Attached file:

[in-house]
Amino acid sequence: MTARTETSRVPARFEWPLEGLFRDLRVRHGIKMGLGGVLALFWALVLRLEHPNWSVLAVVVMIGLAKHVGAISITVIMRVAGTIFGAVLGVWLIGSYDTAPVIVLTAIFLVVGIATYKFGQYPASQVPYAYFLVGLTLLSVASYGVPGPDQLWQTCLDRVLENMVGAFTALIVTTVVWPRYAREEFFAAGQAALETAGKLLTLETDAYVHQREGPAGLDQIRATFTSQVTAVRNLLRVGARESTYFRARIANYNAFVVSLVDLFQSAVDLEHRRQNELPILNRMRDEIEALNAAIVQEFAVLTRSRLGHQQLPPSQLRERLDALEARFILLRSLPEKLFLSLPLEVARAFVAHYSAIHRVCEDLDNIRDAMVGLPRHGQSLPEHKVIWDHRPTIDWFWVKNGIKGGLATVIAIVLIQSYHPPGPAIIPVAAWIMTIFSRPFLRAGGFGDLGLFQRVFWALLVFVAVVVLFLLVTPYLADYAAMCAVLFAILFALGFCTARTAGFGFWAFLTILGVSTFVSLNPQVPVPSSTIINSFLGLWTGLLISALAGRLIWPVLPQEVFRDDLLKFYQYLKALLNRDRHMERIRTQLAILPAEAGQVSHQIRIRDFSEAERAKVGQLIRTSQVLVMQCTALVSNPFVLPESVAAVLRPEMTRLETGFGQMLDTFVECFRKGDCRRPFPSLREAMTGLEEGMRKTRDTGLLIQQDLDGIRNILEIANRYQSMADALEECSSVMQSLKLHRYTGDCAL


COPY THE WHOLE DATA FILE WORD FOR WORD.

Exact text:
[in-house]
Amino acid sequence: MTARTETSRVPARFEWPLEGLFRDLRVRHGIKMGLGGVLALFWALVLRLEHPNWSVLAVVVMIGLAKHVGAISITVIMRVAGTIFGAVLGVWLIGSYDTAPVIVLTAIFLVVGIATYKFGQYPASQVPYAYFLVGLTLLSVASYGVPGPDQLWQTCLDRVLENMVGAFTALIVTTVVWPRYAREEFFAAGQAALETAGKLLTLETDAYVHQREGPAGLDQIRATFTSQVTAVRNLLRVGARESTYFRARIANYNAFVVSLVDLFQSAVDLEHRRQNELPILNRMRDEIEALNAAIVQEFAVLTRSRLGHQQLPPSQLRERLDALEARFILLRSLPEKLFLSLPLEVARAFVAHYSAIHRVCEDLDNIRDAMVGLPRHGQSLPEHKVIWDHRPTIDWFWVKNGIKGGLATVIAIVLIQSYHPPGPAIIPVAAWIMTIFSRPFLRAGGFGDLGLFQRVFWALLVFVAVVVLFLLVTPYLADYAAMCAVLFAILFALGFCTARTAGFGFWAFLTILGVSTFVSLNPQVPVPSSTIINSFLGLWTGLLISALAGRLIWPVLPQEVFRDDLLKFYQYLKALLNRDRHMERIRTQLAILPAEAGQVSHQIRIRDFSEAERAKVGQLIRTSQVLVMQCTALVSNPFVLPESVAAVLRPEMTRLETGFGQMLDTFVECFRKGDCRRPFPSLREAMTGLEEGMRKTRDTGLLIQQDLDGIRNILEIANRYQSMADALEECSSVMQSLKLHRYTGDCAL